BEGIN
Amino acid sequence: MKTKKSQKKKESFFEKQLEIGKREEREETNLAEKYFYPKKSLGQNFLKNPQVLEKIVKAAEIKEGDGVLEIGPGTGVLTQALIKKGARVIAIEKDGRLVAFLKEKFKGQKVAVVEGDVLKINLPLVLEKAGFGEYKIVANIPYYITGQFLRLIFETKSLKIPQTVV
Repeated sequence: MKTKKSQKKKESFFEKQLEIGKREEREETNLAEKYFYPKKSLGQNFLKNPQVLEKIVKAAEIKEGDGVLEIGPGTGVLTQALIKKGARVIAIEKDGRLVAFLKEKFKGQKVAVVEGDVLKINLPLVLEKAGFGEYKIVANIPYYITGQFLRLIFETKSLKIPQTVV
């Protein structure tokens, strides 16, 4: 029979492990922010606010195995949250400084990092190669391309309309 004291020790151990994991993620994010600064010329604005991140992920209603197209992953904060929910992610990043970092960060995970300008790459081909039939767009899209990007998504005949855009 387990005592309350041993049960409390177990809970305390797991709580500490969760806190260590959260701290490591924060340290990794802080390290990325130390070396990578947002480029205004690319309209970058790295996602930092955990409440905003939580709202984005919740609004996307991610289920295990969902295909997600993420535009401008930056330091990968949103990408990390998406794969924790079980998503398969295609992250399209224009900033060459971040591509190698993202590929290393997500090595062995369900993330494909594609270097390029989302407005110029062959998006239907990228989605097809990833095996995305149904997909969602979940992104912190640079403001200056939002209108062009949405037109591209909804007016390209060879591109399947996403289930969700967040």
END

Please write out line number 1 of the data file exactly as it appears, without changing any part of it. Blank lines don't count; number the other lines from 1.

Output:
Amino acid sequence: MKTKKSQKKKESFFEKQLEIGKREEREETNLAEKYFYPKKSLGQNFLKNPQVLEKIVKAAEIKEGDGVLEIGPGTGVLTQALIKKGARVIAIEKDGRLVAFLKEKFKGQKVAVVEGDVLKINLPLVLEKAGFGEYKIVANIPYYITGQFLRLIFETKSLKIPQTVV